In his new book The Big Picture, Sean Carroll tells us that the facts that make up context, bits of information that we often take for granted, are called “priors.” We assess our friend’s claim about a bicyclist, a horseman, or a headless person based on priors. He goes on to explain that priors are the way that scientists can asses the results of experiments. It’s how physicists confirmed the discovery of the Higgs Boson particle, and how they discounted claims of neutrinos moving faster than the speed of light.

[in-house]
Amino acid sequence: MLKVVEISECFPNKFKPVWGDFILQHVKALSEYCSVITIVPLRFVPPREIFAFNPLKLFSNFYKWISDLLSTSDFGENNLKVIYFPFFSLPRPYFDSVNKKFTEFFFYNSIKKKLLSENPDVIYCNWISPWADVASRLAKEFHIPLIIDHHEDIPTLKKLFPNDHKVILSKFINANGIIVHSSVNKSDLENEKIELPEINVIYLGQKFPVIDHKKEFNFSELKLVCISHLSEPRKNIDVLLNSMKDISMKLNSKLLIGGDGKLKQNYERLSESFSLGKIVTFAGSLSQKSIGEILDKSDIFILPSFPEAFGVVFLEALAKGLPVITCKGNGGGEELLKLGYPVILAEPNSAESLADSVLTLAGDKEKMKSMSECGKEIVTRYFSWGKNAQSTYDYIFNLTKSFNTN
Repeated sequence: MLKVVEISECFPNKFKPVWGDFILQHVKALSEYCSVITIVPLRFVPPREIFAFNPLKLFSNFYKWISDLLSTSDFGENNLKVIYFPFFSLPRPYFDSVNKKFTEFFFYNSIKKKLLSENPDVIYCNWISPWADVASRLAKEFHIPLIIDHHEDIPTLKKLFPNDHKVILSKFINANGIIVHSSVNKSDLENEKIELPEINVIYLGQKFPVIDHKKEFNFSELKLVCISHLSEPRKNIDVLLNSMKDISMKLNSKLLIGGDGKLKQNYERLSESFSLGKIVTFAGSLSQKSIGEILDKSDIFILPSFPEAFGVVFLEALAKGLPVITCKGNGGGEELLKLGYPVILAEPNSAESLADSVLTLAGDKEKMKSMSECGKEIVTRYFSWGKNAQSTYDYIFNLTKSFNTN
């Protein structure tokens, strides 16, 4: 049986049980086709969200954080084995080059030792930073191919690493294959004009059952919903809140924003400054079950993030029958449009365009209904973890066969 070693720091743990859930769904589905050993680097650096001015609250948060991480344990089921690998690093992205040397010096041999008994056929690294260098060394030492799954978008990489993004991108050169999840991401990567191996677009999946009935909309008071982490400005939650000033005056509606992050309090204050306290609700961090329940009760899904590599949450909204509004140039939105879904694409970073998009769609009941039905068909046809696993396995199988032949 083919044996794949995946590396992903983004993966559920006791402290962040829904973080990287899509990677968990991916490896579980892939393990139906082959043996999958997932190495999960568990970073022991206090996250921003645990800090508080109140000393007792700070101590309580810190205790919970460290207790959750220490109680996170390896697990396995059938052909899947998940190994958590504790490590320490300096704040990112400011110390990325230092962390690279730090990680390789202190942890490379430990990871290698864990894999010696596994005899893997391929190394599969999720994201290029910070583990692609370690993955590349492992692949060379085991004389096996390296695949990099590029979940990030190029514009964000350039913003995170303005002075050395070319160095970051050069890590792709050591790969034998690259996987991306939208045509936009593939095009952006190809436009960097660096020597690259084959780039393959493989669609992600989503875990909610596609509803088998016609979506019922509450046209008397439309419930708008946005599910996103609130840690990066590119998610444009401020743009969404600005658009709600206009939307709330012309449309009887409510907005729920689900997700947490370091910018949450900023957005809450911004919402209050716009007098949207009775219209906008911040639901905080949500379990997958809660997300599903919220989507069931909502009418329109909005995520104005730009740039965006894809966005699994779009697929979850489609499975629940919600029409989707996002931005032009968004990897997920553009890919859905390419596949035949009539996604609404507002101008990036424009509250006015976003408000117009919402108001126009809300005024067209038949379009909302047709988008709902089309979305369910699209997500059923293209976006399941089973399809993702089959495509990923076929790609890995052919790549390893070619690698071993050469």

Throughout the book, Carroll invites readers to indulge in little thought experiments and goes on to explain how they reflect scientific experiments, concepts, debates, or philosophical conundrums. When Captain Kirk gets beamed from the USS Enterprise to another planet and his atoms are reconstituted, is that the same Kirk? If you are about to open a jar of marinara, and it suddenly occurs to you that there might be a deadly pathogen inside that will destroy humanity as soon as you open the jar, do you have to have plain spaghetti instead? What does an astronaut dropping a feather and a hammer on the moon have to do with why we should see the universe as made up of patterns and laws instead of causes and purposes?